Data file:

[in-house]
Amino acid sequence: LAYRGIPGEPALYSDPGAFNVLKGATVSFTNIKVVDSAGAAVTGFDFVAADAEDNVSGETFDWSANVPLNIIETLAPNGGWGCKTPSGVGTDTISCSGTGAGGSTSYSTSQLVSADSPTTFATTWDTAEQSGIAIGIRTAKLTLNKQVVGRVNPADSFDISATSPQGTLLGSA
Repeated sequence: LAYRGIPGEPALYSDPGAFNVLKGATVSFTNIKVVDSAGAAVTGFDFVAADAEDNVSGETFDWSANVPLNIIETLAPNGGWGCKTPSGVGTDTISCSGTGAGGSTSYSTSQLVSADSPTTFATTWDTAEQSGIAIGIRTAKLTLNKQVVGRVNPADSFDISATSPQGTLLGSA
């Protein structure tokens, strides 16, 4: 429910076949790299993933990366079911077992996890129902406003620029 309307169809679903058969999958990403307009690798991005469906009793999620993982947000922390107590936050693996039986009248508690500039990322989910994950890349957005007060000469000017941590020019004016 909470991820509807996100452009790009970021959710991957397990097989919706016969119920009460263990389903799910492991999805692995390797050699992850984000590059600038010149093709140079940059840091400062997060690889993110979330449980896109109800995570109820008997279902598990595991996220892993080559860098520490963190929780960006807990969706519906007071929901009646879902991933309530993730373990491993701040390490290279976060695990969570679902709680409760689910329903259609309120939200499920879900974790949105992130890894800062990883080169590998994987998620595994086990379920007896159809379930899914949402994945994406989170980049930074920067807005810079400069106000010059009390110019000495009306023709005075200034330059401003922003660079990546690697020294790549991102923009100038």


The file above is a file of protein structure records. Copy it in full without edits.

[in-house]
Amino acid sequence: LAYRGIPGEPALYSDPGAFNVLKGATVSFTNIKVVDSAGAAVTGFDFVAADAEDNVSGETFDWSANVPLNIIETLAPNGGWGCKTPSGVGTDTISCSGTGAGGSTSYSTSQLVSADSPTTFATTWDTAEQSGIAIGIRTAKLTLNKQVVGRVNPADSFDISATSPQGTLLGSA
Repeated sequence: LAYRGIPGEPALYSDPGAFNVLKGATVSFTNIKVVDSAGAAVTGFDFVAADAEDNVSGETFDWSANVPLNIIETLAPNGGWGCKTPSGVGTDTISCSGTGAGGSTSYSTSQLVSADSPTTFATTWDTAEQSGIAIGIRTAKLTLNKQVVGRVNPADSFDISATSPQGTLLGSA
């Protein structure tokens, strides 16, 4: 429910076949790299993933990366079911077992996890129902406003620029 309307169809679903058969999958990403307009690798991005469906009793999620993982947000922390107590936050693996039986009248508690500039990322989910994950890349957005007060000469000017941590020019004016 909470991820509807996100452009790009970021959710991957397990097989919706016969119920009460263990389903799910492991999805692995390797050699992850984000590059600038010149093709140079940059840091400062997060690889993110979330449980896109109800995570109820008997279902598990595991996220892993080559860098520490963190929780960006807990969706519906007071929901009646879902991933309530993730373990491993701040390490290279976060695990969570679902709680409760689910329903259609309120939200499920879900974790949105992130890894800062990883080169590998994987998620595994086990379920007896159809379930899914949402994945994406989170980049930074920067807005810079400069106000010059009390110019000495009306023709005075200034330059401003922003660079990546690697020294790549991102923009100038």